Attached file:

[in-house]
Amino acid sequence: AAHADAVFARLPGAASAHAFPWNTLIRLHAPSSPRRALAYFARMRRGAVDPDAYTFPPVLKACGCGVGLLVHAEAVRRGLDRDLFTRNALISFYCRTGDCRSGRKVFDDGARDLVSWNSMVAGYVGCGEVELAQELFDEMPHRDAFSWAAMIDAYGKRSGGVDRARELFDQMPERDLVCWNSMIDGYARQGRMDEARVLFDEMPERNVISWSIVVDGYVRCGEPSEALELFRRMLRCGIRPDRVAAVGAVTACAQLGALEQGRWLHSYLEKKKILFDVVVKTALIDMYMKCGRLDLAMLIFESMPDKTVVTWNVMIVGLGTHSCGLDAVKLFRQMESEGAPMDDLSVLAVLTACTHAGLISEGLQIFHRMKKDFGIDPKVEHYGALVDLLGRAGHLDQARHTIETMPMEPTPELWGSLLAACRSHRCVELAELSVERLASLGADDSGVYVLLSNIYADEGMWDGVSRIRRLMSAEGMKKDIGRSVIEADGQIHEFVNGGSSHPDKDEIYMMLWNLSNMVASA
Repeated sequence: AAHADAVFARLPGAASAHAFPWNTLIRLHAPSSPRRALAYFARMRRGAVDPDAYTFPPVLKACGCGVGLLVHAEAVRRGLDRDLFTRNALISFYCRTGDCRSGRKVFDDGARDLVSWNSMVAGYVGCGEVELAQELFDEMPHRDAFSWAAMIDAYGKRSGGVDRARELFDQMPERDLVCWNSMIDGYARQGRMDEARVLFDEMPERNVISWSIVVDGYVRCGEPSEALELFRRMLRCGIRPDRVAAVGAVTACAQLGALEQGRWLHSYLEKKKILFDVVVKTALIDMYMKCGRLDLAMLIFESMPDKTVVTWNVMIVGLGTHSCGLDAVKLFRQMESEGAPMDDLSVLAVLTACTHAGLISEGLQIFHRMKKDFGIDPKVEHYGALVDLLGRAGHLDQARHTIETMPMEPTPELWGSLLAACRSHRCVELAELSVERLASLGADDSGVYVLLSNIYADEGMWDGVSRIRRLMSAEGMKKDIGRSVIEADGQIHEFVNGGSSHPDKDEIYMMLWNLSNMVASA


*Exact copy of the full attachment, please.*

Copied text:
[in-house]
Amino acid sequence: AAHADAVFARLPGAASAHAFPWNTLIRLHAPSSPRRALAYFARMRRGAVDPDAYTFPPVLKACGCGVGLLVHAEAVRRGLDRDLFTRNALISFYCRTGDCRSGRKVFDDGARDLVSWNSMVAGYVGCGEVELAQELFDEMPHRDAFSWAAMIDAYGKRSGGVDRARELFDQMPERDLVCWNSMIDGYARQGRMDEARVLFDEMPERNVISWSIVVDGYVRCGEPSEALELFRRMLRCGIRPDRVAAVGAVTACAQLGALEQGRWLHSYLEKKKILFDVVVKTALIDMYMKCGRLDLAMLIFESMPDKTVVTWNVMIVGLGTHSCGLDAVKLFRQMESEGAPMDDLSVLAVLTACTHAGLISEGLQIFHRMKKDFGIDPKVEHYGALVDLLGRAGHLDQARHTIETMPMEPTPELWGSLLAACRSHRCVELAELSVERLASLGADDSGVYVLLSNIYADEGMWDGVSRIRRLMSAEGMKKDIGRSVIEADGQIHEFVNGGSSHPDKDEIYMMLWNLSNMVASA
Repeated sequence: AAHADAVFARLPGAASAHAFPWNTLIRLHAPSSPRRALAYFARMRRGAVDPDAYTFPPVLKACGCGVGLLVHAEAVRRGLDRDLFTRNALISFYCRTGDCRSGRKVFDDGARDLVSWNSMVAGYVGCGEVELAQELFDEMPHRDAFSWAAMIDAYGKRSGGVDRARELFDQMPERDLVCWNSMIDGYARQGRMDEARVLFDEMPERNVISWSIVVDGYVRCGEPSEALELFRRMLRCGIRPDRVAAVGAVTACAQLGALEQGRWLHSYLEKKKILFDVVVKTALIDMYMKCGRLDLAMLIFESMPDKTVVTWNVMIVGLGTHSCGLDAVKLFRQMESEGAPMDDLSVLAVLTACTHAGLISEGLQIFHRMKKDFGIDPKVEHYGALVDLLGRAGHLDQARHTIETMPMEPTPELWGSLLAACRSHRCVELAELSVERLASLGADDSGVYVLLSNIYADEGMWDGVSRIRRLMSAEGMKKDIGRSVIEADGQIHEFVNGGSSHPDKDEIYMMLWNLSNMVASA